This loop unrolling just reduces the effect of loop overhead. Even though the loop has been unrolled by a factor of 2, there are still n operations along the critical path. Since the code accumulates the value as a single variable acc, it can’t compute a new value for acc until the precceding computation has completed. Even though the functional unit can start a new

operation every clock cycle, it will only start one every L cycles, where L is the latency of the combining operation.

For a combining operation that is associative and commutative, such as integer addition or multiplication, it can improve performance by splitting the set of combining operations into two or more parts and combining the results at the end.

void combine3(vec_ptr v, data_t* dest) {
   long int i;
   long int length = vec_length(v);
   long int limit = length - 1;
   data_t* data = get_vec_start(v);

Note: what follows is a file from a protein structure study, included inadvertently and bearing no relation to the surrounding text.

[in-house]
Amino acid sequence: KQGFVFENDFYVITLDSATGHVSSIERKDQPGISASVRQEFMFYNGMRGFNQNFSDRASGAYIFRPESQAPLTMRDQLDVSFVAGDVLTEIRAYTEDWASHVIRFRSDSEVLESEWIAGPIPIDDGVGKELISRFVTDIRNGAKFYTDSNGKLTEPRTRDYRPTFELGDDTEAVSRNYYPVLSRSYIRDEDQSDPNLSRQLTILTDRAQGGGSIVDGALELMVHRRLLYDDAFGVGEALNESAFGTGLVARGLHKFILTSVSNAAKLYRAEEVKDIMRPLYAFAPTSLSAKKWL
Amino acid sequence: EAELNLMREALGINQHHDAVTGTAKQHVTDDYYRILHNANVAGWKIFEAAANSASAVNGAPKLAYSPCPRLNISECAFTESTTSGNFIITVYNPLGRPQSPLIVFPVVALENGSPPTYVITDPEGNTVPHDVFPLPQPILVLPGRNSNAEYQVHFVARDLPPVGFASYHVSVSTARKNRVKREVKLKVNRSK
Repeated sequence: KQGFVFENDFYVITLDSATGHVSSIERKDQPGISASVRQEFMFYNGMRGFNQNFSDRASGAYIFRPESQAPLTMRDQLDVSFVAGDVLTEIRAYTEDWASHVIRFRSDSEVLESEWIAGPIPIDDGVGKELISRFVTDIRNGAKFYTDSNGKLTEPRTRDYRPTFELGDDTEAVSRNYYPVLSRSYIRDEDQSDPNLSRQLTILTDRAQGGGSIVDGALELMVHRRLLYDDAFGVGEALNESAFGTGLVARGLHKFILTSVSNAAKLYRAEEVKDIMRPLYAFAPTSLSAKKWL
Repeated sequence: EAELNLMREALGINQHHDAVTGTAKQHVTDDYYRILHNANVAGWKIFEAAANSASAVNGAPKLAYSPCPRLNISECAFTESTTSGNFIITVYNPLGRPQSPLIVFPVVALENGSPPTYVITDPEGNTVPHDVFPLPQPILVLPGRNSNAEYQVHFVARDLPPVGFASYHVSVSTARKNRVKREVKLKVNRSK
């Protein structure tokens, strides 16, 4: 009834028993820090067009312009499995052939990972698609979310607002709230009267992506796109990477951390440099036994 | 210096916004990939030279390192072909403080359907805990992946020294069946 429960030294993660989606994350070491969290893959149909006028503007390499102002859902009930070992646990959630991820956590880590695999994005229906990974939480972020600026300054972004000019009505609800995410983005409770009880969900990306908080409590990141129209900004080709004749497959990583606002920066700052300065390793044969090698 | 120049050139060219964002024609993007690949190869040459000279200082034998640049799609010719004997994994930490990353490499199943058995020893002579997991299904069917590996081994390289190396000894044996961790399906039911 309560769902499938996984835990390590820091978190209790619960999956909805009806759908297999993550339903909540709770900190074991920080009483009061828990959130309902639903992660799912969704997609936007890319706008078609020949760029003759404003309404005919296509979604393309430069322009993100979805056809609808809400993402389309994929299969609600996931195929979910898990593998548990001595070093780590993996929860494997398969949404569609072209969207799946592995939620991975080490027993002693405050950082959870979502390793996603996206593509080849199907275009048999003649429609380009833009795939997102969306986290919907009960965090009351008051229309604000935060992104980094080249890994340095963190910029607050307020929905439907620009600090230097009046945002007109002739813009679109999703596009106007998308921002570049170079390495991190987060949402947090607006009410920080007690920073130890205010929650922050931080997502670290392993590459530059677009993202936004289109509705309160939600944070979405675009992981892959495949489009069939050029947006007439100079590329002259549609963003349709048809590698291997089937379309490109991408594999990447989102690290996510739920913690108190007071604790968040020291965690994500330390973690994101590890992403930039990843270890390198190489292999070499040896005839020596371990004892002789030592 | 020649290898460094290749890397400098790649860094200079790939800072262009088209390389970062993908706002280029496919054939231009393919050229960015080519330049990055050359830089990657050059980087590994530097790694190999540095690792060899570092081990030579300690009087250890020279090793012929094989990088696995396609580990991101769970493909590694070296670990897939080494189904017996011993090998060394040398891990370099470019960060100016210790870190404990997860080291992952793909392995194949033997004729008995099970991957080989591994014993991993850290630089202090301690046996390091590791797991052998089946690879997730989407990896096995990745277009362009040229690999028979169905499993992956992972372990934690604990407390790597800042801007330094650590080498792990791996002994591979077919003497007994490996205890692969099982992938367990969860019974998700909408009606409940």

data_t acc0 = IDENT;
   data_t acc1 = IDENT;
 
   for (i = 0; i < limit; i += 2) {
       acc0 = acc0 OP data[i];
       acc1 = acc1 OP data[i+1];
   }
   for (; i < length; i++) {
       acc0 = acc0 OP data[i];
   }
   *dest = acc0 OP acc1;
}

As with combine5, the inner loop contains two operations, but these instructions translate into operations that read and write separate registers, with no data dependency between them. Now it has two critical paths, one corresponding to computing the product of even-numbered elements and one for the odd-numbered elements. Many compilers do loop unrolling automatically, but relatively few then introduce this form of parallelism.

In another way to break the sequential dependencies, it’s the reassociation transformation.

void combine4(vec_ptr v, data_t* dest) {
   long int i;
   long int length = vec_length(v);
   long int limit = length - 1;